Health care reform offers a new opportunity to address child health disparities. This study sought to characterize racial differences in pediatric asthma readmissions with a focus on the potential explanatory role of hardships that might be addressed in future patient care models.
We enrolled 774 children, aged 1 to 16 years, admitted for asthma or bronchodilator-responsive wheezing in a population-based prospective observational cohort. The outcome was time to readmission. Child race, socioeconomic status (measured by lower income and caregiver educational attainment), and hardship (caregivers looking for work, having no one to borrow money from, not owning a car or home, and being single/never married) were recorded. Analyses used Cox proportional hazards.
The cohort was 57% African American, 33% white, and 10% multiracial/other; 19% were readmitted within 12 months. After adjustment for asthma severity classification, African Americans were twice as likely to be readmitted as whites (hazard ratio: 1.98; 95% confidence interval: 1.42 to 2.77). Compared with whites, African American caregivers were significantly more likely to report lower income and educational attainment, difficulty finding work, having no one to borrow money from, not owning a car or home, and being single/never married (all P ≤ .01). Hardships explained 41% of the observed racial disparity in readmission; jointly, socioeconomic status and hardship explained 49%.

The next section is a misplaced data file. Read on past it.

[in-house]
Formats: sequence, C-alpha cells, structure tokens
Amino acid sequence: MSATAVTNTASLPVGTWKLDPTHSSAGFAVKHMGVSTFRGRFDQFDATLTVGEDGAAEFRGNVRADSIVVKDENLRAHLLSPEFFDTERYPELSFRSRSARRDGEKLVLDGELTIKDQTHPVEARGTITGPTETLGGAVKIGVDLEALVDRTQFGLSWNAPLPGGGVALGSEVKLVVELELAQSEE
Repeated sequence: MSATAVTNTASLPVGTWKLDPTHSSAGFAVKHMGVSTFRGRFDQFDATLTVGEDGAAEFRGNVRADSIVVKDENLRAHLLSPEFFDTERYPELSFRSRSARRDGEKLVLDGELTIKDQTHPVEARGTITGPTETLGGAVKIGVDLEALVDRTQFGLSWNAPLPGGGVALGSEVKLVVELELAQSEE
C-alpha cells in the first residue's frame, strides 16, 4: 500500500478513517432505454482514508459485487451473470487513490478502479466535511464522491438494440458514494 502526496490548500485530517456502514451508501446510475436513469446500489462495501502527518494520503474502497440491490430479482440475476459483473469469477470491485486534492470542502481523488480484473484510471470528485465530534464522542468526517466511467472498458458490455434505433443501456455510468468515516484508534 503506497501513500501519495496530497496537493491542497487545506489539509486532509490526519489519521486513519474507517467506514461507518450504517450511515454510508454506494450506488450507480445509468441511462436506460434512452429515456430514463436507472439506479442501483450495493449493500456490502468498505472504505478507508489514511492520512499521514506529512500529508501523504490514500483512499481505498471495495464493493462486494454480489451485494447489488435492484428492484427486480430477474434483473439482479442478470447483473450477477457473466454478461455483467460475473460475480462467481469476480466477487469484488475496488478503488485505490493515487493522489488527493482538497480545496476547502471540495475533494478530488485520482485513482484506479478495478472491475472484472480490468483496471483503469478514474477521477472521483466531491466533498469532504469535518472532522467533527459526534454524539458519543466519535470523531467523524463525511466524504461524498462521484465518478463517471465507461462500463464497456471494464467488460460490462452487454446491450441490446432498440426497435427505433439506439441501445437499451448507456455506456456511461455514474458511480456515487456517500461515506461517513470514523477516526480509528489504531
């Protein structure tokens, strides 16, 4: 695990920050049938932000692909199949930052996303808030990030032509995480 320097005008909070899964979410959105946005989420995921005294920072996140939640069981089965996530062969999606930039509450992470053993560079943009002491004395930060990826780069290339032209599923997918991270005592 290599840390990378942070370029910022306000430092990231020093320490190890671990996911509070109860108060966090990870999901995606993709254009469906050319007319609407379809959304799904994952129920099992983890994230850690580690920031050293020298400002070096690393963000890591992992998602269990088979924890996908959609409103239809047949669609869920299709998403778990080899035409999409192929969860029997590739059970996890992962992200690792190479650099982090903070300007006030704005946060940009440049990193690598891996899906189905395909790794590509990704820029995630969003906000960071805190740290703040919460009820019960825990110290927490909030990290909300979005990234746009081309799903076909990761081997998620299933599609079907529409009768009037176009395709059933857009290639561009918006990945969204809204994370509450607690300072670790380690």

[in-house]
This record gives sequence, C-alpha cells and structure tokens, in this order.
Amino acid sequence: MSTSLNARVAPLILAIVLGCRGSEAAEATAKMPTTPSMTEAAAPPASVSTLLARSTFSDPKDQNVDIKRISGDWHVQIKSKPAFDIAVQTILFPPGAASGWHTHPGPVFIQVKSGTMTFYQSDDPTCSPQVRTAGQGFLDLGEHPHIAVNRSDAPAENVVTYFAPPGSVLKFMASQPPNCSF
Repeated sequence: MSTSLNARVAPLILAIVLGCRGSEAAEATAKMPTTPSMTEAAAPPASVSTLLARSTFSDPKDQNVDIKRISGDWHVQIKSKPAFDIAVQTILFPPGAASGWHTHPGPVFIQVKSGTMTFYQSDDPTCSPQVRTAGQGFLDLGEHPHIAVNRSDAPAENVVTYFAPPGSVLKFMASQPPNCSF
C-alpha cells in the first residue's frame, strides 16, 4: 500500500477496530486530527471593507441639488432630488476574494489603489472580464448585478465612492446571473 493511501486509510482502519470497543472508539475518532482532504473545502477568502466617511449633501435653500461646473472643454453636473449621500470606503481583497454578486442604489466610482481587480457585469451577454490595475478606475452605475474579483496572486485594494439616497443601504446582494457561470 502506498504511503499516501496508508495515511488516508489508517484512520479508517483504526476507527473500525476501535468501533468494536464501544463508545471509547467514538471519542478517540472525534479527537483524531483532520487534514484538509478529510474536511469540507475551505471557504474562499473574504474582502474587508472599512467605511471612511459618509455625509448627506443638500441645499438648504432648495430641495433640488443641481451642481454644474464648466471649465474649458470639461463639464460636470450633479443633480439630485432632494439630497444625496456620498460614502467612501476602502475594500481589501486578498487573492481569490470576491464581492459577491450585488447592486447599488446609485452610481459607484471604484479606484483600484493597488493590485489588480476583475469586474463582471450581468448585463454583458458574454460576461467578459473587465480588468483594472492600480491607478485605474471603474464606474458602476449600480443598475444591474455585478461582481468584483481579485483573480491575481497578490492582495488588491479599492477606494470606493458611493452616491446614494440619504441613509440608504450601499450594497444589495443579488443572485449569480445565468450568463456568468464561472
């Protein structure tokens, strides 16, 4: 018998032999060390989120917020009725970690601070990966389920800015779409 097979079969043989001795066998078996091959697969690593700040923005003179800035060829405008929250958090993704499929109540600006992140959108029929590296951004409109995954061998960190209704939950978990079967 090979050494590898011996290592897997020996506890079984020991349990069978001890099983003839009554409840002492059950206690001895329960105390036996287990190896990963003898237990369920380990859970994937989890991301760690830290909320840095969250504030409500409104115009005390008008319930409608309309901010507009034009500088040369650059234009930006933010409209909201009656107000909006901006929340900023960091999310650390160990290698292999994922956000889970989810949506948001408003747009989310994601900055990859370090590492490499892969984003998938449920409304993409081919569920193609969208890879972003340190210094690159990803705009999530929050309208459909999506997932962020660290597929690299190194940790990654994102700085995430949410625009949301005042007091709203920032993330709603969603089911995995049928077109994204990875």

African American children were twice as likely to be readmitted as white children; hardships explained >40% of this disparity. Additional factors (eg, pollution, tobacco exposure, housing quality) may explain residual disparities. Targeted interventions could help achieve greater child health equity.